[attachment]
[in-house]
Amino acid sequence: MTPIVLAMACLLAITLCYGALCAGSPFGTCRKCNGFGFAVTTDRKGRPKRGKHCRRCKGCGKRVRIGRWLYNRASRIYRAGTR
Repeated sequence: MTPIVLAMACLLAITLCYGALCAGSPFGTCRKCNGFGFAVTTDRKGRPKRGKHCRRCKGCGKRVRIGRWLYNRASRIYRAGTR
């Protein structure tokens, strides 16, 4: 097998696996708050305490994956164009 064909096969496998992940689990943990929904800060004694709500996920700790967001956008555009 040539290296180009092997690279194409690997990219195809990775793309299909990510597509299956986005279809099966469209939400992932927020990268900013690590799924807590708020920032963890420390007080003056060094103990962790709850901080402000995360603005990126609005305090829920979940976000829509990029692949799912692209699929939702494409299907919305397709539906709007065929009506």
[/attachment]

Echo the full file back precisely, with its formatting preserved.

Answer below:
[in-house]
Amino acid sequence: MTPIVLAMACLLAITLCYGALCAGSPFGTCRKCNGFGFAVTTDRKGRPKRGKHCRRCKGCGKRVRIGRWLYNRASRIYRAGTR
Repeated sequence: MTPIVLAMACLLAITLCYGALCAGSPFGTCRKCNGFGFAVTTDRKGRPKRGKHCRRCKGCGKRVRIGRWLYNRASRIYRAGTR
């Protein structure tokens, strides 16, 4: 097998696996708050305490994956164009 064909096969496998992940689990943990929904800060004694709500996920700790967001956008555009 040539290296180009092997690279194409690997990219195809990775793309299909990510597509299956986005279809099966469209939400992932927020990268900013690590799924807590708020920032963890420390007080003056060094103990962790709850901080402000995360603005990126609005305090829920979940976000829509990029692949799912692209699929939702494409299907919305397709539906709007065929009506």